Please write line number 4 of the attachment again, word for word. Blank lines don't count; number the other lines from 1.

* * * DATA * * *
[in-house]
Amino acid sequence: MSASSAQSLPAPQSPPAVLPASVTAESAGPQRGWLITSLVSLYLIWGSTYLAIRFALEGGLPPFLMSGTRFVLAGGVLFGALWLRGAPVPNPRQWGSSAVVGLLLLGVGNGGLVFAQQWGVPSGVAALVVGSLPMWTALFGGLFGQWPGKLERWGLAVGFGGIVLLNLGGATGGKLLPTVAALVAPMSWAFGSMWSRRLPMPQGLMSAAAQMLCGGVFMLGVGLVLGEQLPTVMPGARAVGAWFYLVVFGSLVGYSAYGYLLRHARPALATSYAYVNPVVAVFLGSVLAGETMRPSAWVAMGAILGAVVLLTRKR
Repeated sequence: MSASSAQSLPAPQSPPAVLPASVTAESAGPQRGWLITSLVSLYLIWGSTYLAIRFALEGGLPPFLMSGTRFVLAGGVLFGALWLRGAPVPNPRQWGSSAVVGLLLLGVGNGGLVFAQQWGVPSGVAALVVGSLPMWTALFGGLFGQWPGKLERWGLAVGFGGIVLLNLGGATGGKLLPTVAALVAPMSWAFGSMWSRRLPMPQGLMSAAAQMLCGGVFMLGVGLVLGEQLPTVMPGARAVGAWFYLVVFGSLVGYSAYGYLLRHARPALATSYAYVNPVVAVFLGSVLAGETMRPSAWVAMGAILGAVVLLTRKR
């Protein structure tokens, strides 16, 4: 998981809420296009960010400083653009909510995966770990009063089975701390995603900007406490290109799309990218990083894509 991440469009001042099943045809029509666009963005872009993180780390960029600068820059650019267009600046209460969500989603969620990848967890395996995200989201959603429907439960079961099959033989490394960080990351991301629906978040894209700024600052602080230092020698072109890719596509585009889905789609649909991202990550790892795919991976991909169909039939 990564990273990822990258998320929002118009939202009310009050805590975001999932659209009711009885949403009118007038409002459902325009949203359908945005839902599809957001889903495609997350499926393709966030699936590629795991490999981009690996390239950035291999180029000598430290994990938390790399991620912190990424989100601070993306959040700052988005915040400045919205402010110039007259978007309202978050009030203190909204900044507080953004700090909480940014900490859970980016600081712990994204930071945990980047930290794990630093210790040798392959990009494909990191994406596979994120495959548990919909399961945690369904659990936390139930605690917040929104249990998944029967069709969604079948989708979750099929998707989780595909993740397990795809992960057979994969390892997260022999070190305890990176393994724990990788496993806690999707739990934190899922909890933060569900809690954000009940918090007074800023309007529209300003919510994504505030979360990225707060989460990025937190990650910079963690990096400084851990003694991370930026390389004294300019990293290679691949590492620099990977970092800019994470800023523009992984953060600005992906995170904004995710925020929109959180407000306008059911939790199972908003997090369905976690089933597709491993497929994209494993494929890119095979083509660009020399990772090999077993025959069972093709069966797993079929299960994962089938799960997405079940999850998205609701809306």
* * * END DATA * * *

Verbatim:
């Protein structure tokens, strides 16, 4: 998981809420296009960010400083653009909510995966770990009063089975701390995603900007406490290109799309990218990083894509 991440469009001042099943045809029509666009963005872009993180780390960029600068820059650019267009600046209460969500989603969620990848967890395996995200989201959603429907439960079961099959033989490394960080990351991301629906978040894209700024600052602080230092020698072109890719596509585009889905789609649909991202990550790892795919991976991909169909039939 990564990273990822990258998320929002118009939202009310009050805590975001999932659209009711009885949403009118007038409002459902325009949203359908945005839902599809957001889903495609997350499926393709966030699936590629795991490999981009690996390239950035291999180029000598430290994990938390790399991620912190990424989100601070993306959040700052988005915040400045919205402010110039007259978007309202978050009030203190909204900044507080953004700090909480940014900490859970980016600081712990994204930071945990980047930290794990630093210790040798392959990009494909990191994406596979994120495959548990919909399961945690369904659990936390139930605690917040929104249990998944029967069709969604079948989708979750099929998707989780595909993740397990795809992960057979994969390892997260022999070190305890990176393994724990990788496993806690999707739990934190899922909890933060569900809690954000009940918090007074800023309007529209300003919510994504505030979360990225707060989460990025937190990650910079963690990096400084851990003694991370930026390389004294300019990293290679691949590492620099990977970092800019994470800023523009992984953060600005992906995170904004995710925020929109959180407000306008059911939790199972908003997090369905976690089933597709491993497929994209494993494929890119095979083509660009020399990772090999077993025959069972093709069966797993079929299960994962089938799960997405079940999850998205609701809306």